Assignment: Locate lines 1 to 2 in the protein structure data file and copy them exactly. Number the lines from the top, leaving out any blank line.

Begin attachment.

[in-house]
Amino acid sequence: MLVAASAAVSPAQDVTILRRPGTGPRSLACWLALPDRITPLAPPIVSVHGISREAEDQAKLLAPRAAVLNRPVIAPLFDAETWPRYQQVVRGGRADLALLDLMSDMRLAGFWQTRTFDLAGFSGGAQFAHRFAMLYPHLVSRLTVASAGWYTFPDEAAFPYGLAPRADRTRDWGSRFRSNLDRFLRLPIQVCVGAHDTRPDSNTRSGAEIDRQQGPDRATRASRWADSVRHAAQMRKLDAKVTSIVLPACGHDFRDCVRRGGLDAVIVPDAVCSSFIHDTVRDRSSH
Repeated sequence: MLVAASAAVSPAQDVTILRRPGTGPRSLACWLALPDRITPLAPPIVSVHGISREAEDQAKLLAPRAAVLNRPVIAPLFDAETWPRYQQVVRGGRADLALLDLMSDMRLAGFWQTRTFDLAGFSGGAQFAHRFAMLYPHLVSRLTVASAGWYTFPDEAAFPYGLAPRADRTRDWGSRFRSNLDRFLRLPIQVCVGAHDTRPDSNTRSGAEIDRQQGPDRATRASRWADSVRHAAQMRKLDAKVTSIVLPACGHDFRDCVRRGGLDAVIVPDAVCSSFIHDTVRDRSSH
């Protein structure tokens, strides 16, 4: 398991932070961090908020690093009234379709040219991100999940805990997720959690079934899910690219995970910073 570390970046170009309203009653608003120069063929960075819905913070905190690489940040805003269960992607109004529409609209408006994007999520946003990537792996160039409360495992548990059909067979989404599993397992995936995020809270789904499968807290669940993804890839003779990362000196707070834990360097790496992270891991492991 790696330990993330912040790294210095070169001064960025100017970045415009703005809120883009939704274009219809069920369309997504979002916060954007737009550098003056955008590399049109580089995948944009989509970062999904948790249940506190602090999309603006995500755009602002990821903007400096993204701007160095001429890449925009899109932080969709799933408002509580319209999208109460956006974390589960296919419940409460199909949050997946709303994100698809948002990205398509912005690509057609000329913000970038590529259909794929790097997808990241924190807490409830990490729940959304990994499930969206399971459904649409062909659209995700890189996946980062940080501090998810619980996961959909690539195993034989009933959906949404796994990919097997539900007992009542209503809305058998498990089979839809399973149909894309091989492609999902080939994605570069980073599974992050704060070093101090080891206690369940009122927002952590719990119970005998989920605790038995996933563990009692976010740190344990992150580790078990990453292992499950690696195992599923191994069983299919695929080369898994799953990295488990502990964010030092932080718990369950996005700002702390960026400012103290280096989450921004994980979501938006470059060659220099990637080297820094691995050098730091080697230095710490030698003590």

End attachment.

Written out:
[in-house]
Amino acid sequence: MLVAASAAVSPAQDVTILRRPGTGPRSLACWLALPDRITPLAPPIVSVHGISREAEDQAKLLAPRAAVLNRPVIAPLFDAETWPRYQQVVRGGRADLALLDLMSDMRLAGFWQTRTFDLAGFSGGAQFAHRFAMLYPHLVSRLTVASAGWYTFPDEAAFPYGLAPRADRTRDWGSRFRSNLDRFLRLPIQVCVGAHDTRPDSNTRSGAEIDRQQGPDRATRASRWADSVRHAAQMRKLDAKVTSIVLPACGHDFRDCVRRGGLDAVIVPDAVCSSFIHDTVRDRSSH